Insulin-like growth factor 1 (IGF1) is one of the endocrine hormones that plays an important role in regulating growth, development, metabolism and reproduction of animals (Herbert et al., 2000). IGF1 was first discovered by Salmon and Daughaday in 1957 (Salmon and Daughaday, 1957). It is a single-chain polypeptide composed of 70 amino acids with a relative molecular weight of 7649D (Bortvedt and Lund, 2012). Studies have found that IGF1 can stimulate and promote the differentiation of muscle cells to participate in the genesis of skeletal muscle (Florini et al., 1991, 1996). Growth and development of animal muscle are closely related to temporal and spatial expression of IGFs (Tilley et al., 2007). Bhattacharya et al. (2015) found that IGF1 expression in muscle was highest on day 1 and day 28, whereas the lowest expression was on day 42 in chickens. Hu et al. (2015) studied the expression of the IGF1 gene in the pectoralis major muscle and lateral gastrocnemius muscle of a Gaoyou duck and a Jinding duck with different growth rates at the embryonic stage and 7 d after hatching; they found that the expression level of IGF1 in the pectoralis major muscle of a Gaoyou duck was significantly higher than that of a Jinding duck at 13 and 21 embryonic days and 7 d of age. IGF1 mRNA expression in chicken liver, which is the main organ for IGF1 mRNA expression (Peng et al., 1996), is positively correlated with body weight increase (Beccavin et al., 2001). Studies on the molecular mechanism of IGF1 are mainly focused on other animals, but there are few on geese.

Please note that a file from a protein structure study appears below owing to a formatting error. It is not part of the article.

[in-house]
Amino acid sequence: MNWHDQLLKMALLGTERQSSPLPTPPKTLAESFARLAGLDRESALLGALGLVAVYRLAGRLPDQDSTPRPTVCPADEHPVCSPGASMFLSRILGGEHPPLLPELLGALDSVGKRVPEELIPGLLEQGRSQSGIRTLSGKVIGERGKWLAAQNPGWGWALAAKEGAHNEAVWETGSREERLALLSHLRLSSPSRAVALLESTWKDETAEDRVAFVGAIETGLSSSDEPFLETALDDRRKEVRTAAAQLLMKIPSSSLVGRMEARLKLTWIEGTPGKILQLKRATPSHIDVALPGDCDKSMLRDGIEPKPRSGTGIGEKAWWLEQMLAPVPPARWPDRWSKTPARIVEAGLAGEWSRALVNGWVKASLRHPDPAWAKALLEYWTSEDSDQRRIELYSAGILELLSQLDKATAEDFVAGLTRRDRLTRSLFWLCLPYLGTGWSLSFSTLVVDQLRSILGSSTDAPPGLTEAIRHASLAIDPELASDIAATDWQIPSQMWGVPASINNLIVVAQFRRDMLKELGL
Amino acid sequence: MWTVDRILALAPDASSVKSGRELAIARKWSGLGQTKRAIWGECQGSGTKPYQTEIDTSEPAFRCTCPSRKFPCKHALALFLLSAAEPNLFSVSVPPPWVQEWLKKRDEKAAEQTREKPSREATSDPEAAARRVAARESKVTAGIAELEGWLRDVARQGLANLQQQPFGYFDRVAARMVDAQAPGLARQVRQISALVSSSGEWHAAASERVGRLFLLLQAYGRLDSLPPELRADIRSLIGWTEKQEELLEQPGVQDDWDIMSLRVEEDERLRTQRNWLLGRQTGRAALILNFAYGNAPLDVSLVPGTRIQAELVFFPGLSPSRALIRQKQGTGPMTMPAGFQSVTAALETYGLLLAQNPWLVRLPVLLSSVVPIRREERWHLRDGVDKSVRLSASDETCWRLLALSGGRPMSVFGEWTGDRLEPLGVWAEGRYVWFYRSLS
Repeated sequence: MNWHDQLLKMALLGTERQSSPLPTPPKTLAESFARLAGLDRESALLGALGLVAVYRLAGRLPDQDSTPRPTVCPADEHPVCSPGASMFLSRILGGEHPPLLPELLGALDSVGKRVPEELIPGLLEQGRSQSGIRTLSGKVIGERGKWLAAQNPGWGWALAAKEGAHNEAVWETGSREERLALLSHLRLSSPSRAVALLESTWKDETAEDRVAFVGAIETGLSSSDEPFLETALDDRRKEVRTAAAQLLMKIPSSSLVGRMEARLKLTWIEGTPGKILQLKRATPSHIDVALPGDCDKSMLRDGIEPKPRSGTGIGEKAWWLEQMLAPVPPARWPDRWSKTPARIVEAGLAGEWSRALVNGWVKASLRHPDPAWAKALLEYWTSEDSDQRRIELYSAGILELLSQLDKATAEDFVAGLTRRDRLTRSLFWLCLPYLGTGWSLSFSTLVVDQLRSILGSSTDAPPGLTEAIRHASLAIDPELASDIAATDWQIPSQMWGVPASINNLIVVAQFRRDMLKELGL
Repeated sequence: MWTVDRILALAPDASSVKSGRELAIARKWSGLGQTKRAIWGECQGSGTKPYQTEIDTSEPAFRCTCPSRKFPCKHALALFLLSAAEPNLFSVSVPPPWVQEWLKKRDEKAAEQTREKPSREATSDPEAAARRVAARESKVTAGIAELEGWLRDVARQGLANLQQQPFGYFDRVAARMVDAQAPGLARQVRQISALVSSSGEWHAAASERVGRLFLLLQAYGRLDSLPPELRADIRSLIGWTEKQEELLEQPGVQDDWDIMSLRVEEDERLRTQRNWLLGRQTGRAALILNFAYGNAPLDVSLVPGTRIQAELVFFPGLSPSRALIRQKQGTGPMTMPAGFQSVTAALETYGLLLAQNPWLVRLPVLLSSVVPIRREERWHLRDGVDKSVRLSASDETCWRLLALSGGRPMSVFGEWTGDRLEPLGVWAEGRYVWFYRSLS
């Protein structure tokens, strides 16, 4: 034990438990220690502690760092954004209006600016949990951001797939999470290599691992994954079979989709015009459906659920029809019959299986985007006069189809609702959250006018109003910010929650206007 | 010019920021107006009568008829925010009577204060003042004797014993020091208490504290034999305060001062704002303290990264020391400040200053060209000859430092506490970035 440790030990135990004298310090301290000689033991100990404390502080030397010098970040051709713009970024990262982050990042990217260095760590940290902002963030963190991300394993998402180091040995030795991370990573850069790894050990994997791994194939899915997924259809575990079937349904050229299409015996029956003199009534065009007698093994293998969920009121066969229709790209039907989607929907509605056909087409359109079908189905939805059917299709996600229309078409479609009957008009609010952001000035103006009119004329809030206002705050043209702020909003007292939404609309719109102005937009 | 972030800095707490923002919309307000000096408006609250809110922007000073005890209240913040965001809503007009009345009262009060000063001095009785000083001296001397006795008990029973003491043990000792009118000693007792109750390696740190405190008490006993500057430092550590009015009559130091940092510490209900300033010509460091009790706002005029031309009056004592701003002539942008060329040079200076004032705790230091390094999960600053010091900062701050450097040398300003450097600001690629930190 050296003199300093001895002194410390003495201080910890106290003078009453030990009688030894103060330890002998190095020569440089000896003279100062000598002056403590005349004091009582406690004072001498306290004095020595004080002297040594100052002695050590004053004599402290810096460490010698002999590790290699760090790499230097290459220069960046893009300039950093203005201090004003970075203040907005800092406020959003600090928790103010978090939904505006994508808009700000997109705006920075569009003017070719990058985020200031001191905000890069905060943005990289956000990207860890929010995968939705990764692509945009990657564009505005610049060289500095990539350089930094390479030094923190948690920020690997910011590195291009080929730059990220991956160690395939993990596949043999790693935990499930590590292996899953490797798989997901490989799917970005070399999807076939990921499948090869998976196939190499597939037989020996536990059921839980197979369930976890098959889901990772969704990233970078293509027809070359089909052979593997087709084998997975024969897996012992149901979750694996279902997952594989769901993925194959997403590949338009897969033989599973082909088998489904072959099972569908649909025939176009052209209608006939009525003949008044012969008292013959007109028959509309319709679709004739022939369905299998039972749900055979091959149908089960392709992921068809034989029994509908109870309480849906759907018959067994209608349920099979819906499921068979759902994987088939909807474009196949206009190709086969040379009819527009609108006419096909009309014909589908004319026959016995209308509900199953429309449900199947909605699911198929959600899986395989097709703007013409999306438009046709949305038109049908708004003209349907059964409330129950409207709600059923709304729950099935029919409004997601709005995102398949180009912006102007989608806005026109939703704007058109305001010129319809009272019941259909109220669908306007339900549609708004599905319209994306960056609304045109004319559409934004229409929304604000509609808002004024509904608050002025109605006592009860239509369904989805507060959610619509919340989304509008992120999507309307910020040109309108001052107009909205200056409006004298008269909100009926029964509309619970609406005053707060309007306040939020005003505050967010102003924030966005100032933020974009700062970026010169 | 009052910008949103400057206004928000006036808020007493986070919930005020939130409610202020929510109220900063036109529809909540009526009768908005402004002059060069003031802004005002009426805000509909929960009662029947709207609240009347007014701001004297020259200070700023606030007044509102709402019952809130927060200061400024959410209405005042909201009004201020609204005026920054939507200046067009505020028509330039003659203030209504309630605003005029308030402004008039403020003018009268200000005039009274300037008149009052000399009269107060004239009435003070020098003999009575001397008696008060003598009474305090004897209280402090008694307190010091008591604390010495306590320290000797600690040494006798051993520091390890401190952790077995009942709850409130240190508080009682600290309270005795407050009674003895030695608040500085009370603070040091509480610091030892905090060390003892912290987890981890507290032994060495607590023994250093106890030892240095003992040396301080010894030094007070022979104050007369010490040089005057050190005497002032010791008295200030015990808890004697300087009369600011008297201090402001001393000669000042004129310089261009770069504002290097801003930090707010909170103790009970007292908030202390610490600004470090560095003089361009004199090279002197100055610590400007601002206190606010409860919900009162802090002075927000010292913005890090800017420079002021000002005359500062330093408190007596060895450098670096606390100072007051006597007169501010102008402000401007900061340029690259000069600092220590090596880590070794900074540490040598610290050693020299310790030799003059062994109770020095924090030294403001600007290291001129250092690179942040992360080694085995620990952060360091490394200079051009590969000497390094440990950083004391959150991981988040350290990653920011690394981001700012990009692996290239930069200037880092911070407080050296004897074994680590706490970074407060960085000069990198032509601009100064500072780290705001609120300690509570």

The Shitou goose is the largest goose species originating from Anser cygnoides in the world, which is from Raoping County, Guangdong Province, China. The average weight of a male Shitou goose can be up to 10.39 kg (Lin et al., 2003), with excellent growth performance. The Wuzong goose is the smallest goose species originating from Anser cygnoides in the world, which is from Qingyuan City, Guangdong Province, China. The weight of a male Wuzong goose is only 3–3.5 kg (Gong, 2008), which is less than one-third of the Shitou goose, and its growth performance is very different. In addition, Tu et al. (2006) found that Shitou geese and Wuzong geese were clustered into one group through an unweighted pair-group method with arithmetic means (UPGMA) cluster analysis. It is suggested that the genetic background of Shitou geese and Wuzong geese is similar. It is an ideal model for studying the growth and development of Chinese local geese. In this study, mRNA expression patterns of IGF1 in the hypothalamus, pituitary, liver, breast muscle, leg muscle, subcutaneous fat and abdominal fat tissues of 0, 5 and 15-week-old Shitou geese were detected by qRT-PCR. Meanwhile, differences of IGF1 mRNA expression in these seven tissues were compared between a Shitou goose and Wuzong goose at 5 weeks of age, and polymorphism of IGF1 was screened and analyzed.